Hotchkiss School Central Heating Facility

Lakeville, Connecticut

The Hotchkiss School in Lakeville, Connecticut built a new 16,500 square foot Central Heating Facility (CHF) replacing oil-fired boilers with wood chip burning boilers and reducing greenhouse gas emissions by one third, which is one of only three LEED certified in the country. The laminated wood structure is low profile with an undulating, sloped vegetated roof. The building will serve as an educational tool designed for student as well as community tours to highlight the energy technology. The new CHF houses two biomass boilers that can generate 14 million BTU's per hour, in the form of 60 psi steam and heat the entire campus, which houses 600 students in grades 9 thru 12 and has 20 dormitory and classroom buildings. A 400 horsepower, 13.8 million BTU per hour oil fired steam boiler was installed for backup. Wood chips acquired from local forests will replace 150,000 gallons of fuel oil per year and reduce the sulfur dioxide emissions by at least ninety percent. The biomass heating is expected to reduce Hotchkiss' carbon footprint by more than 6 million pounds of CO2 a year also. The waste ash from combustion will be collected for fertilizer and an electrostatic precipitator will remove over 95% of particulates from emissions. Modern Mechanical Systems, Inc. was awarded the plumbing and mechanical work for the CHF project, including 3300 feet of underground steam and condensate distribution piping serving the campus and 3850 feet of underground hot water piping serving the Mars Athletic Center and the Maintenance Garage. The project was a $2.7 million contract constructed from mid-July of 2011 through September of 2012. There were 14,500 mechanical hours expended to complete the project and 71% were self-performed by Modern Mechanical Systems, Inc. The mechanical scope of work included installation of a steam boiler, deaerator, blowdown tank and associated high pressure steam and condensate piping, pressure reducing station, feedwater and blowdown systems. A 15,000 gallon underground fuel oil tank with a duplex pumping and filtration system were installed to fuel the backup boiler. Piping of the two biomass boilers was also included in the work. Hot water and hot glycol supply and return was accomplished through the use of high efficiency steam-to-liquid vertical flooded heat exchangers, and circulated through the piping system using a pair of pumps controlled by variable frequency drives. All large bore piping was required to be welded, and a rigorous system flushing and testing procedure was required. The CHP's maintenance shop is heated by a radiant in floor piping system fed from the glycol system, and has unit heaters as a secondary system. The building also has a maintenance office incorporating a full staff bathroom and kitchenette using water conserving plumbing fixtures. Emergency eyewash stations and showers are installed in the Boiler Room and the Maintenance Shop.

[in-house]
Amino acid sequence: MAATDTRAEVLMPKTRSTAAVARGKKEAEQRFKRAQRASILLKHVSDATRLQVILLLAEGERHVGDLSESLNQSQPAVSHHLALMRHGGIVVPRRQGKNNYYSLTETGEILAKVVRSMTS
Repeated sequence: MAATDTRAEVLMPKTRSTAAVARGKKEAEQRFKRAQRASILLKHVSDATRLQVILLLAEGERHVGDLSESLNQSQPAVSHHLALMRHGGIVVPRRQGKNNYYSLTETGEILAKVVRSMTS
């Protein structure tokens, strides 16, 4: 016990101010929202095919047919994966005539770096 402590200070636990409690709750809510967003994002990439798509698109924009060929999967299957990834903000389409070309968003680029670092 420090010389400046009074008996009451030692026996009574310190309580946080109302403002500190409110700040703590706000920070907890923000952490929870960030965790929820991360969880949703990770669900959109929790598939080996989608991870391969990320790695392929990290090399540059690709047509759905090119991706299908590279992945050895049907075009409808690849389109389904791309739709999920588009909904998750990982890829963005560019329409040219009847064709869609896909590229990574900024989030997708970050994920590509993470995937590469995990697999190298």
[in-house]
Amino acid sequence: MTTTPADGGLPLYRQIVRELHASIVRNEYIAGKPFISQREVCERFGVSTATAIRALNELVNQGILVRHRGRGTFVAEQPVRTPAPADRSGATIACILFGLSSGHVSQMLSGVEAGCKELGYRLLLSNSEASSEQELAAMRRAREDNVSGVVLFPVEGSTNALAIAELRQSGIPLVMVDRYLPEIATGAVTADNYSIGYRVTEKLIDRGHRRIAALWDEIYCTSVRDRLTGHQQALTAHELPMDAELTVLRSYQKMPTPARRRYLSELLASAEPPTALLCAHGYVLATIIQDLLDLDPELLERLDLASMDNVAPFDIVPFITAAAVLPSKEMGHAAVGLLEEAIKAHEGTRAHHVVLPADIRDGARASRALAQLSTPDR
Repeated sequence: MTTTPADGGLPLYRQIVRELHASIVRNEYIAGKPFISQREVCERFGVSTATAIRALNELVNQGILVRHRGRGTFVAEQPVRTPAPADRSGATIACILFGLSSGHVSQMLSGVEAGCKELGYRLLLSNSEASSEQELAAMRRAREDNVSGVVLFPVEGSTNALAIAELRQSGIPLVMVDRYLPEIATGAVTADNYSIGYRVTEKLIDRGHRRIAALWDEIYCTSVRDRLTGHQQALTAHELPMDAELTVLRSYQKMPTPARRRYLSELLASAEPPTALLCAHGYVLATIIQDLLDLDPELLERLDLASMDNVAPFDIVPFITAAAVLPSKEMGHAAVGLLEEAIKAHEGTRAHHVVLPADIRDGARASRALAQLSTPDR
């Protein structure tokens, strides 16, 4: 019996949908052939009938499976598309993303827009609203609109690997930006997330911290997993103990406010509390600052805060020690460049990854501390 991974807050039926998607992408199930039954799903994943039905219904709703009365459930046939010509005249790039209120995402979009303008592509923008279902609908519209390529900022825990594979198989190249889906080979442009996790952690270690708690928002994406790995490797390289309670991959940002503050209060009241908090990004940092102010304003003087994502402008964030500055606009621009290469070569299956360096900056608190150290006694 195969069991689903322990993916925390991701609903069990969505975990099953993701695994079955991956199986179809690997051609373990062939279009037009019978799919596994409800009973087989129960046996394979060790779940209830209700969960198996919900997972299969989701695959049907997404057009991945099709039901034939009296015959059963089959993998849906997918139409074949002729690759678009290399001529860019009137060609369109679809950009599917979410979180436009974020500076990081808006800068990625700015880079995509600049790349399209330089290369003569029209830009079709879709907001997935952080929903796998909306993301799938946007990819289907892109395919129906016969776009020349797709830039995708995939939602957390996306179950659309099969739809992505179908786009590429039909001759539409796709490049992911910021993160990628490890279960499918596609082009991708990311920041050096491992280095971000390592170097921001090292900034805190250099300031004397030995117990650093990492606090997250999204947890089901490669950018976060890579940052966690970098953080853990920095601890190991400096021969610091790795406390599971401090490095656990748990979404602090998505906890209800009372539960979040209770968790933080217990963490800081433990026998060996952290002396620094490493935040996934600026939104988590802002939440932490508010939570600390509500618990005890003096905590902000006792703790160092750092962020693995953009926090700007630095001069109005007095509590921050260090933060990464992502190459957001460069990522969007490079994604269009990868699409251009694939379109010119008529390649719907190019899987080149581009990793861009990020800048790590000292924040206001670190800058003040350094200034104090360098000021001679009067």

Delivery Method




16,500.0 SQ FT